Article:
Clare Arni is a photographer based in Bangalore, India. Her work encompasses architecture, travel, social documentary and cultural heritage. She has been published by leading British book publishers Phaidon, Thames and Hudson and Dorling Kindersley. She has also contributed work to magazines like Abitare (Italy) Tatler, Conde Nast (UK) Wallpaper, The Wall street journal and Harvard Design magazine as well as many Indian magazines. Her solo photographic books document the history of the architecture of Banaras, Palaces of the Deccan, the recent excavations of Hampi, the capital of the Vijaynagar Empire and a four month journey along the course of the river Kaveri. Her solo exhibitions document the lives of marginalized communities in some of the most remote regions of India and the disappearing trades of urban India. Her work has been exhibited Internationally at the Essl Museum, Vienna Austria, Grosvenor Vadehra, London, Bose Pacia, New York, Berkeley art museum, California and is the permanent collection of the Saatchi Gallery, London, the Freer/Sackler gallery of the Smithsonian Institute, Washington and Art Gallery of New South Wales, Sydney, Australia.
01 Mar 2014 - 07 Apr 2014
TARQ is proud to present its inaugural exhibition “Disappearing Professions of Urban India” by photographer Clare Arni, opening on Saturday, 1st March 2014. The artist’s first solo show in Mumbai features digital photographs taken over the last six years across seven major Indian cities, including Mumbai, Bengaluru, Chennai and Kolkata. The intention of the works is to explore the historical patterns of vanishing professions, their attempts to adapt to survive. Many of the skilled artisans documented are struggling, most said their children were not going to follow them into the profession and some have since ceased to be employed.
The selection of photographs at TARQ looks into the vibrant variety of people, textures and colours that we will be losing out on as these professions cease to operate. Clare is able to capture unique vistas of the cities she explores, looking not only at crafts that will be lost to us, but also sights, and places that are rapidly evolving into a colder, unfamiliar space.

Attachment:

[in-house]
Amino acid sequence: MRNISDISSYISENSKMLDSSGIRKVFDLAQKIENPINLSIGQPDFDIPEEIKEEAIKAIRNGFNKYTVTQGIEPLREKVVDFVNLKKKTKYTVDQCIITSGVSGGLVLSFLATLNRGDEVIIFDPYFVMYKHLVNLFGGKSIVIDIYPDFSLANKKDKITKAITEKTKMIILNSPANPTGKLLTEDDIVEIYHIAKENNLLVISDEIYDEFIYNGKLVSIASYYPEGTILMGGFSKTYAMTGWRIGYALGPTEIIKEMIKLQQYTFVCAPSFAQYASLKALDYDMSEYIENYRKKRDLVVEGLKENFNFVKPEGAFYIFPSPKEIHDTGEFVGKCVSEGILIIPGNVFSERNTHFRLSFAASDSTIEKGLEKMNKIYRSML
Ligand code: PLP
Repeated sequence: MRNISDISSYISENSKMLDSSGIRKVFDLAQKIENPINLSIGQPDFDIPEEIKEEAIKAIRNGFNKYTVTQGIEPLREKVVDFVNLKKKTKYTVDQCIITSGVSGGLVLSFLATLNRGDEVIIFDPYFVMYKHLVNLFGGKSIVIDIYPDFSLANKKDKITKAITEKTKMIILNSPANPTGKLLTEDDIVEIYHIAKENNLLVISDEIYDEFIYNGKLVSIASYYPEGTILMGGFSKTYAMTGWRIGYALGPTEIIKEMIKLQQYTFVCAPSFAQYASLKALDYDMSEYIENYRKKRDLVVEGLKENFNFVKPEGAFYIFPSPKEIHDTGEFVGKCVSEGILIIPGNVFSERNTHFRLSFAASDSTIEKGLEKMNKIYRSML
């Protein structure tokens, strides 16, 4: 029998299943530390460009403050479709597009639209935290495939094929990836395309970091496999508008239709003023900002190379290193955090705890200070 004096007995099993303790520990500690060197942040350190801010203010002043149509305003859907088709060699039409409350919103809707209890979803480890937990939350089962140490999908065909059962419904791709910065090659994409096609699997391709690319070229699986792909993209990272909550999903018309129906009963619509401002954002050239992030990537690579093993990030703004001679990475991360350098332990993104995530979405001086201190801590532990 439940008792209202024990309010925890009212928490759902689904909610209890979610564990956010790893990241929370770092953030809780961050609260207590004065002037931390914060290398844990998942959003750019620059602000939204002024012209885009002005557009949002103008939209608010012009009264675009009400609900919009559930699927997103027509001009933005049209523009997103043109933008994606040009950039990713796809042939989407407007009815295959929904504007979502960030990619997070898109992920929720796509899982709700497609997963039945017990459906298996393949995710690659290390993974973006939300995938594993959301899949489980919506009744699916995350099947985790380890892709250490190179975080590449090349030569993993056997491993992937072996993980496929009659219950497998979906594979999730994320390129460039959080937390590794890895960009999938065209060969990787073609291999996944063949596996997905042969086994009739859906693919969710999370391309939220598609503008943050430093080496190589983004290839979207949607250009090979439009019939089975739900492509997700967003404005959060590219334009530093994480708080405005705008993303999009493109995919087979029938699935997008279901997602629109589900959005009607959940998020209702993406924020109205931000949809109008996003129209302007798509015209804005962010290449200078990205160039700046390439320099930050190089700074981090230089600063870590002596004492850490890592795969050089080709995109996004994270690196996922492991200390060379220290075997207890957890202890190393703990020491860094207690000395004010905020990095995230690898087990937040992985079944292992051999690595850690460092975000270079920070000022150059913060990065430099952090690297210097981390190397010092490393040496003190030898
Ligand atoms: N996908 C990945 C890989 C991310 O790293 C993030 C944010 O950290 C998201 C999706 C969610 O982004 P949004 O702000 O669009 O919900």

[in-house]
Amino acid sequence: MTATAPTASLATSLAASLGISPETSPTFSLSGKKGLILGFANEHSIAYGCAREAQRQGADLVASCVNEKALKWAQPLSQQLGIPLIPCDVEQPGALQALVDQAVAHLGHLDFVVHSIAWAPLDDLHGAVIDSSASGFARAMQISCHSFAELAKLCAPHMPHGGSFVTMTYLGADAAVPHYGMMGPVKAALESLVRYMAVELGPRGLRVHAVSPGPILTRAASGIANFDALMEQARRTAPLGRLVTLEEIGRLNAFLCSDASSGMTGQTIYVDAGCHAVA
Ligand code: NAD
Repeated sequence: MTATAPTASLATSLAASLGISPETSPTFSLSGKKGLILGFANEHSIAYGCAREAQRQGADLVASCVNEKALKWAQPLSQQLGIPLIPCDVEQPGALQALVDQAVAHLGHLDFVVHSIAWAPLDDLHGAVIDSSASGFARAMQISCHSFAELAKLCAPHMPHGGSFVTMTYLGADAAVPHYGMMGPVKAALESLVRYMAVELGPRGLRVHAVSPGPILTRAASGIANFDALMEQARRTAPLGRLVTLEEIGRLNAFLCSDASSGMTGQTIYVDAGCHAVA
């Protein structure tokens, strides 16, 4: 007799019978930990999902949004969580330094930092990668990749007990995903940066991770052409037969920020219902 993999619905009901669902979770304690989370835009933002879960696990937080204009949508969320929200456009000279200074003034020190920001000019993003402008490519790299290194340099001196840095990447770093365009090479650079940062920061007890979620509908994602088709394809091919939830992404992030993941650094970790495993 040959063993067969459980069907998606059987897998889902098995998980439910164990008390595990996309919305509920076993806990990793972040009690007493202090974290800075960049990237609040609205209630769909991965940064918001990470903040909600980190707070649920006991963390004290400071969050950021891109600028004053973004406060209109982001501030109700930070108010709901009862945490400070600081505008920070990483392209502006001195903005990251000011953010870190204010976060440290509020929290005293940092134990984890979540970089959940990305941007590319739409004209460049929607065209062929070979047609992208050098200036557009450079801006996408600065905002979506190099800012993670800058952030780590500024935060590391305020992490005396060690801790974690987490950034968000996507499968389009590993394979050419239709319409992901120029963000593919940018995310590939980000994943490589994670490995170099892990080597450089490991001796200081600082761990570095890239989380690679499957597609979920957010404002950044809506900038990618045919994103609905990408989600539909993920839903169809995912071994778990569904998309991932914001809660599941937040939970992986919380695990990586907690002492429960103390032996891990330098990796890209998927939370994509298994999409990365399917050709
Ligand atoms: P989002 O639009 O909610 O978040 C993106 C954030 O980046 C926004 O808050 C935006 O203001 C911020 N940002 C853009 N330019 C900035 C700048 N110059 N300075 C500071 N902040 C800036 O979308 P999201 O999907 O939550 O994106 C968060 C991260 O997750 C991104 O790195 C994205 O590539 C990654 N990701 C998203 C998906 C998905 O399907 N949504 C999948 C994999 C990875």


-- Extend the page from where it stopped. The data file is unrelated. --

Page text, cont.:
The body of work is accompanied by narratives written by Oriole Henry, who, with the artist researched the professions traditionally associated with the city or state in question. In documenting both the show as well as the vanishing professions of a nation, TARQ is proud to publish, in collaboration with Spenta Multimedia, a catalogue of select works from the show, as well as their stories.
01 Oct 2015 - 28 Oct 2015
“Anatomy of Stillness” is Clare Arni’s second solo exhibition at TARQ and features a selection of works from the artist’s career. In her vivid photographs, the artist documents the cultural heritage of South Asia, exploring the alchemy of still life through the beauties and intricacies of the region’s varying imagery.
These snippets of stillness have been captured by Clare over the years in what are otherwise chaotic, often claustrophobic spaces, and invite the viewer into a calmer, more contemplative space. Drawing on the artist’s long-standing practice of engaging with her immediate environment, her pictures offer a deeply personal interpretation of stillness drawn from her encounters with the quotidian.
Exhibition Catalog: Anatomy Stillness
15 Sep 2017 - 19 Oct 2017
Clare Arni’s interest in “Notorious Rowdies” began some years ago while scouring the crime beat columns of the Deccan Herald, which were filled with dramatic references to rowdies and their nefarious activities. Each rowdy had many aliases charting their criminal career, with forenames names like Dairy, Chicken and JCB. This is when it struck her that perhaps there was a latent rowdy in each of us, wanting to be released. She began to approach friends, fellow artists and writers, who were game to find their inner rowdy. Each volunteer was requested to search within themselves and reach out to their rowdy persona, rich with a background and crime sheets. Over several conversations, the individual rowdies would slowly emerge, with the intricate details developing gradually - what were they likely to wear, where would they hangout, what crimes would they commit.
What began as a fun exploration eventually turned into a serious performance based project, that unearthed each participant’s inner fantasies, and allowed both, participant and artist to delve deeper into notions of violence and voyeurism.
This exhibition is accompanied by a text written by author Zac O’Yeah, who was one of Clare’s first “Rowdies.”